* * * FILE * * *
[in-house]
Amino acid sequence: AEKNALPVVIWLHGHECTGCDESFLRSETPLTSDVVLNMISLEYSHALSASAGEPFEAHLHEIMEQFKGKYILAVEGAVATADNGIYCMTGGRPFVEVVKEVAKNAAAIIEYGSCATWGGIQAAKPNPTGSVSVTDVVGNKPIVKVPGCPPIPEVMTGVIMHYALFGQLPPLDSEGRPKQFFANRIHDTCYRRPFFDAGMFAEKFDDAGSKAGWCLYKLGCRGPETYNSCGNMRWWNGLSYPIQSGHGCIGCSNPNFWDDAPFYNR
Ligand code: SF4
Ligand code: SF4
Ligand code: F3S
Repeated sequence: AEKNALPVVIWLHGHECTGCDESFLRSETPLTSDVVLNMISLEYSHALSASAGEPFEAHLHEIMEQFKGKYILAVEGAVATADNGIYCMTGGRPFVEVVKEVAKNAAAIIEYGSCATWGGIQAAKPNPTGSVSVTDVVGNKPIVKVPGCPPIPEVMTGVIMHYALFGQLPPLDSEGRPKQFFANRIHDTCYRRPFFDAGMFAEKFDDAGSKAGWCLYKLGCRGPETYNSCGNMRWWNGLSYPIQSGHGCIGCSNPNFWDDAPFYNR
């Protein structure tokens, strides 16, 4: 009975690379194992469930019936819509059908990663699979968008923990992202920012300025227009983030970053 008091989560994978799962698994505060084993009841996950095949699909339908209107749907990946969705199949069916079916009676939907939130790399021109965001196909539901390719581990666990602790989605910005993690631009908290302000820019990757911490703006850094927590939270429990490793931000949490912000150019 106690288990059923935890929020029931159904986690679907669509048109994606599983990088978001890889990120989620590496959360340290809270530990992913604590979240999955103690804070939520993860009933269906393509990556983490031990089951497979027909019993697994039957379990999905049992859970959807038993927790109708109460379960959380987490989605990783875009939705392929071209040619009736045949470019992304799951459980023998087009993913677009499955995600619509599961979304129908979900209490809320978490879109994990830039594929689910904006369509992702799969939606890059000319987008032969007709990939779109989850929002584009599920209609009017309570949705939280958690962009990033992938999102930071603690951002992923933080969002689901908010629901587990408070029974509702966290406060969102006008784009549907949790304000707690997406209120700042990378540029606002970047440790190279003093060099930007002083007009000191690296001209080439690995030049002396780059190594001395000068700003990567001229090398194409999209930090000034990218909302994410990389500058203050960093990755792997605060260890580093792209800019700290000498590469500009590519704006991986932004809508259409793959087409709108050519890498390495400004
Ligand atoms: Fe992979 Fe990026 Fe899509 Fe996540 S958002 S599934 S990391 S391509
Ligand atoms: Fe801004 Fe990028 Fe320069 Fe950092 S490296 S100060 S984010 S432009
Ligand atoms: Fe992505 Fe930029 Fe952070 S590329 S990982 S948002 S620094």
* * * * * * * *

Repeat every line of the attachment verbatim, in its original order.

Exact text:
[in-house]
Amino acid sequence: AEKNALPVVIWLHGHECTGCDESFLRSETPLTSDVVLNMISLEYSHALSASAGEPFEAHLHEIMEQFKGKYILAVEGAVATADNGIYCMTGGRPFVEVVKEVAKNAAAIIEYGSCATWGGIQAAKPNPTGSVSVTDVVGNKPIVKVPGCPPIPEVMTGVIMHYALFGQLPPLDSEGRPKQFFANRIHDTCYRRPFFDAGMFAEKFDDAGSKAGWCLYKLGCRGPETYNSCGNMRWWNGLSYPIQSGHGCIGCSNPNFWDDAPFYNR
Ligand code: SF4
Ligand code: SF4
Ligand code: F3S
Repeated sequence: AEKNALPVVIWLHGHECTGCDESFLRSETPLTSDVVLNMISLEYSHALSASAGEPFEAHLHEIMEQFKGKYILAVEGAVATADNGIYCMTGGRPFVEVVKEVAKNAAAIIEYGSCATWGGIQAAKPNPTGSVSVTDVVGNKPIVKVPGCPPIPEVMTGVIMHYALFGQLPPLDSEGRPKQFFANRIHDTCYRRPFFDAGMFAEKFDDAGSKAGWCLYKLGCRGPETYNSCGNMRWWNGLSYPIQSGHGCIGCSNPNFWDDAPFYNR
């Protein structure tokens, strides 16, 4: 009975690379194992469930019936819509059908990663699979968008923990992202920012300025227009983030970053 008091989560994978799962698994505060084993009841996950095949699909339908209107749907990946969705199949069916079916009676939907939130790399021109965001196909539901390719581990666990602790989605910005993690631009908290302000820019990757911490703006850094927590939270429990490793931000949490912000150019 106690288990059923935890929020029931159904986690679907669509048109994606599983990088978001890889990120989620590496959360340290809270530990992913604590979240999955103690804070939520993860009933269906393509990556983490031990089951497979027909019993697994039957379990999905049992859970959807038993927790109708109460379960959380987490989605990783875009939705392929071209040619009736045949470019992304799951459980023998087009993913677009499955995600619509599961979304129908979900209490809320978490879109994990830039594929689910904006369509992702799969939606890059000319987008032969007709990939779109989850929002584009599920209609009017309570949705939280958690962009990033992938999102930071603690951002992923933080969002689901908010629901587990408070029974509702966290406060969102006008784009549907949790304000707690997406209120700042990378540029606002970047440790190279003093060099930007002083007009000191690296001209080439690995030049002396780059190594001395000068700003990567001229090398194409999209930090000034990218909302994410990389500058203050960093990755792997605060260890580093792209800019700290000498590469500009590519704006991986932004809508259409793959087409709108050519890498390495400004
Ligand atoms: Fe992979 Fe990026 Fe899509 Fe996540 S958002 S599934 S990391 S391509
Ligand atoms: Fe801004 Fe990028 Fe320069 Fe950092 S490296 S100060 S984010 S432009
Ligand atoms: Fe992505 Fe930029 Fe952070 S590329 S990982 S948002 S620094």